By “given,” Russell and presumablyalso Wittgenstein,meant beingat least in some manner presupposed, taken for granted, perhaps not asserted or even considered, present but perhaps only in the thematic background. AndWittgenstein began his detailed explanation of the distinction between saying and showing in the Tractatusas follows: “We can now talk about formal concepts, in the same sense that we speak of formal properties…. When something falls under a formal concept as one of its objects, this cannot be expressed by means of a proposition. Instead it is shown in the very sign for this object” (4.126). “Thus the variable name 'x' is the proper sign for the pseudo-concept object. Wherever the word 'object' ('thing', etc.) is correctly used, it is expressed in conceptual notation by a variable name. For example, in the proposition, 'There are 2 objects which…’, it is expressed by ' (x,y) ... '. Wherever it is used in a different way, that is as a proper concept-word, nonsensical pseudo-propositions are the result. So one cannot say, for example, 'There are objects', as one might say, 'There are books'. And it is just as impossible to say, 'There are 100 objects', or, 'There are χ0 objects'. And it is nonsensical to speak of the total number of objects. The same applies to the words 'complex', 'fact', 'function', 'number', etc. They all signify formal concepts…” (4.1272). Presumably, since propositions are logical pictures of facts (4.01), and elementary propositions are the simplest kind of proposition, those that assert the existence of atomic facts (4.21), “proposition” and “elementary proposition” also are formal concepts.In his objection,Russell seemed to take for granted what has been called the substitutionalinterpretation of quantification, according to which, put roughly, general statementsmay be said torefer to their elementary substitution instances. According to the more commonobjectualinterpretation, general statementsmay be said, also put roughly, to refer to all objects. Whether the two interpretations in fact involve such reference is a question we need not consider here.Suffice it to say that if Russell had taken for granted the objectualinterpretation, his objection would have been that the proposition “all objects are given” must be given, and Wittgenstein would have replied that there is no such proposition because “object” signifies a formal concept, which can only be shown.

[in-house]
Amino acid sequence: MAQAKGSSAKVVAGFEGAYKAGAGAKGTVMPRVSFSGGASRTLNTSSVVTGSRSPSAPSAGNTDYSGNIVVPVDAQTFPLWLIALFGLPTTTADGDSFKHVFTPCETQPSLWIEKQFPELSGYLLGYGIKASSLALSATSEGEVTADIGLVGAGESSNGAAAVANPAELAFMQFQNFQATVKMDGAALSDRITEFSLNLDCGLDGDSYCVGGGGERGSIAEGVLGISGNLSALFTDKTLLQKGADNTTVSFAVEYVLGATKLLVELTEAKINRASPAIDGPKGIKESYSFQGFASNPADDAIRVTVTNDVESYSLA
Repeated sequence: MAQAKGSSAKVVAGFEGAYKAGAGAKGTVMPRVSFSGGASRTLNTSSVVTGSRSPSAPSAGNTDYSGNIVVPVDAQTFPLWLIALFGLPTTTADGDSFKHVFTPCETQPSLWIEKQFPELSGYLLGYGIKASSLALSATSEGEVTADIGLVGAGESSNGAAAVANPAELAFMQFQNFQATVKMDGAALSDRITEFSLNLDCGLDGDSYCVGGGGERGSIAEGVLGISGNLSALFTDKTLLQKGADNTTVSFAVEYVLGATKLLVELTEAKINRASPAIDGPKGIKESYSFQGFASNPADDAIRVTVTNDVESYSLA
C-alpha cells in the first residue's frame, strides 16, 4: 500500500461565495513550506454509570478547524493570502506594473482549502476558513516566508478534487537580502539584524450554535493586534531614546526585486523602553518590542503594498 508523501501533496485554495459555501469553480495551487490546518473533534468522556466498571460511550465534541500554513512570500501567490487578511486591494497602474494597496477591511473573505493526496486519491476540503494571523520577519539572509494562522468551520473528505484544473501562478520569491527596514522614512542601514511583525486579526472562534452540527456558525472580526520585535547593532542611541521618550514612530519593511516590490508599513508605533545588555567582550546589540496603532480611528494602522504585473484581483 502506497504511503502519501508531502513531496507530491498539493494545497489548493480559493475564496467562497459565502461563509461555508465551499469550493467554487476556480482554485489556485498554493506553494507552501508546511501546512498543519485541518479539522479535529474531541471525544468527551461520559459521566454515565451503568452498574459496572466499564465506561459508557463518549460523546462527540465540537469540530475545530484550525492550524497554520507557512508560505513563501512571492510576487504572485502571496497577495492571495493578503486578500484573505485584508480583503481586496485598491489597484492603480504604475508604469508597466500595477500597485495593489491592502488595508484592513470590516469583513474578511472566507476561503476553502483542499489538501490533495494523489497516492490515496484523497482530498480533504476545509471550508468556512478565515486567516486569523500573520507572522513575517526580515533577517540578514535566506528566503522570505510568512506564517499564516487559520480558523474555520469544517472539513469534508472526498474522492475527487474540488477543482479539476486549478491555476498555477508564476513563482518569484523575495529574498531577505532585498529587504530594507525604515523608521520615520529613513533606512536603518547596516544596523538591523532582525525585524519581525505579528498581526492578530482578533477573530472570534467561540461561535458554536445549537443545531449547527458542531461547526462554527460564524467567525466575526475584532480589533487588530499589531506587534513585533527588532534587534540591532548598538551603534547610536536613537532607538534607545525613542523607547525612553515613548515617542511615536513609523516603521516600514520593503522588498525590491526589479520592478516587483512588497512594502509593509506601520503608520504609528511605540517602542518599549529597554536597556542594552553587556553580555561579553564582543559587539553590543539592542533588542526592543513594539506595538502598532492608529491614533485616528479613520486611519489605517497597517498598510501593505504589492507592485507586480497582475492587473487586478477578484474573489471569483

The sense in which an object’s being an object can only be shown, not said,is obvious. Bergmann called it the ineffability of individuality, the futility of saying about an individual that it is an individual. The sentence “a is an object” presupposes what it purports to say, since its subjectterm could only be a name, and in Wittgenstein’s technical uses of “name” and “object” names can name only objects: “A name means (bedeutet) an object. The object is its meaning (Bedeutung)” (3.203). This is why “A name shows [zeigt] that it signifies an object” (4.126). Wittgenstein’s claim that “There are objects” is a pseudo-proposition has to be understood, of course, with some care. It does not mean that there are no universal first-order propositions, in which the quantified variable ranges unrestrictedly over all objects. For example, the proposition “(x) (x is material)” must not be confused with “(x) (if x is an object then x is material).” The former does say something, true or false. It is the thesis of materialism. The latter says nothing, because it employs the pseudo-concept “object.”
The distinction between saying and showing thushas a reasonably clear and important application to propositions of the forms “x is an object”and “All objects are Φ.” How it applies to other, more complicated cases is less clear but not less important. This is certainly true ofits application to general propositions. Let ustake advantage of the notion of presupposition that P.F.Strawson proposed decades later and agree, at least for the moment, that presupposing something includes implicitly referring to it. Then we canagree that,even if“(x) x” doesnot say that all objects are (since “object” is a formal concept), surelyit does presuppose that all objects are and thus implicitly refers to all objects. It is “(x) (if x is an object then x is ),”not “(x) x,”that says, rather than just presupposes, that all objects are . “All men are mortal,” translated as “(x) (if x is a man then x is mortal),” with the variable ranging unrestrictedly, does not say that all individual objectsare such that if they are men then they are mortal, though it does presuppose that they are.What “All men are mortal” says is just that all men are mortal. If we adopted the substitutionalinterpretation of quantification,we could agree that, even if “(x) x” does not say that all elementary propositions of the form “x” are true(since “elementary proposition” is a formal concept), itpresupposes that all elementary propositions of the form “x” are true and thusimplicitly refers to all elementary propositions. “All men are mortal” does not say that all propositions of the form “if x is a man then x is mortal” are true, though it does presuppose that they are.What it says is just that all men are mortal.